OK, so what is this “WorldCat“? This is the database (mega database) of the cataloging records created by and for librarians and maintained by OCLC. It contains millions of MARC records with kajillions* of ‘holdings’ noted (that is, which library in the world owns what item as represented in that MARC record). Of course, it is not comprehensive since in order for your holdings to be so marked you have to be a member of OCLC. Also, not all libraries will list all their holdings in OCLC (for various reasons that I might discuss in a separate post someday). However, it is the largest database out there with this type of information.
Fine. What is the “Uncommon Dilemma” then? Again I have to start with a bit of history – A bit over a year ago OCLC revised their “Guidelines for the Use and Transfer of OCLC-Derived Records” to become their “Policy for Use and Transfer of WorldCat® Records”. A huge bruhaha ensued. You can read the background and the fall out here http://wiki.code4lib.org/index.php/OCLC_Policy_Change – including the commentary that occurred on AutoCat list serv. On March 2, 2010, OCLC announced a new draft policy that will be
submitted to the Board of Trustees for distribution to Global and Regional Councils in April 2010. During April and May the Council will incorporate member input, and a new proposed policy will be submitted to the Board of Trustees at the end of May 2010.
I suspect a great deal of discussion will hit the lists and blogs as soon as it is released. Especially since Larry Alford’s essay “The Value of the OCLC Cooperative” seems to be a prequel to this policy (and one of the catalysts to Barbara’s article).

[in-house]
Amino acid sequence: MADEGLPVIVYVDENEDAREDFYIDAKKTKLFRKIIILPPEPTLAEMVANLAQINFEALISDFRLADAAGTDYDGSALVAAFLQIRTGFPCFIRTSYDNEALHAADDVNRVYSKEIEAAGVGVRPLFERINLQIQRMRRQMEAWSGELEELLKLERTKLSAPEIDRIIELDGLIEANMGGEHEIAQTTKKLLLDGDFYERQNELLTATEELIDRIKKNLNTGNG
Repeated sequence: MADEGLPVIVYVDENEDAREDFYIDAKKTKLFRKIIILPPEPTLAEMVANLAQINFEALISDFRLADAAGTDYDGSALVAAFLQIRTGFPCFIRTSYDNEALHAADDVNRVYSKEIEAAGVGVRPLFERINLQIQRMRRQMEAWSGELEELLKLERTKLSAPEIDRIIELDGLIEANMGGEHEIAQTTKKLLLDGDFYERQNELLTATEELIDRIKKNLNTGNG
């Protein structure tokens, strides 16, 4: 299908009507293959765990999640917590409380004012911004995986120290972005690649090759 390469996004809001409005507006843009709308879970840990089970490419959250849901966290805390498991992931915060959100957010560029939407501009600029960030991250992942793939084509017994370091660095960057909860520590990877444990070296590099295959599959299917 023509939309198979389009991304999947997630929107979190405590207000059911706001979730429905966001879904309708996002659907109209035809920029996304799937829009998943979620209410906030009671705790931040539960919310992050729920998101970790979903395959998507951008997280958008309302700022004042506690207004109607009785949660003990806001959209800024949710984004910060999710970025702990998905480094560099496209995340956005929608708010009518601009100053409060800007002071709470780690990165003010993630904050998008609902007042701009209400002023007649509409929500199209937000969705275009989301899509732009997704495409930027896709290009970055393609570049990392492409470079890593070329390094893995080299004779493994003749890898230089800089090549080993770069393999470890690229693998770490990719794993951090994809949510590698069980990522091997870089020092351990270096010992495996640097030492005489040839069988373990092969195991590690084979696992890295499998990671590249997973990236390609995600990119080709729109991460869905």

So, the “dilemma” is how should these records, created by catalogers to be used by catalogers and stored in the membership-only service of OCLC’s WorldCat, should be utilized. Should anybody be able to use these records, even if they do not subscribe to OCLC? What about a company getting these records and re-selling them? Or what about only non-profit organizations using these records even if they do not pay OCLC? What about records that initially come from government organizations such as the Library of Congress? Once the records are ingested to WorldCat, do they then ‘belong’ to the cooperative? Or can non-members use the records so long as they do not get the record straight from OCLC?
Whew. Now back to Barbara’s article OCLC’s Uncommon Dilemma. Her main point seems to be that the world business model has changed and sharing does not negate the value of the product but rather enhances it (using examples from Open Library and Wikipedia). She compares OCLC to other non-profit organizations, looking at the funding as well as the salaries and workforce. She examines the way OCLC has traditionally done business and how business models have changed in recent years. She looks at the dichotomy of the “openly shared” resources available only to members. Barbara makes some excellent points – she is looking at this in a way I haven’t seen on other blogs/lists to date. Again, really interesting points. I hope you read it. Please do.
* note, I made the ‘kajillions’ part up, I don’t know how many libraries have noted their holdings but I know it is higher than I can count.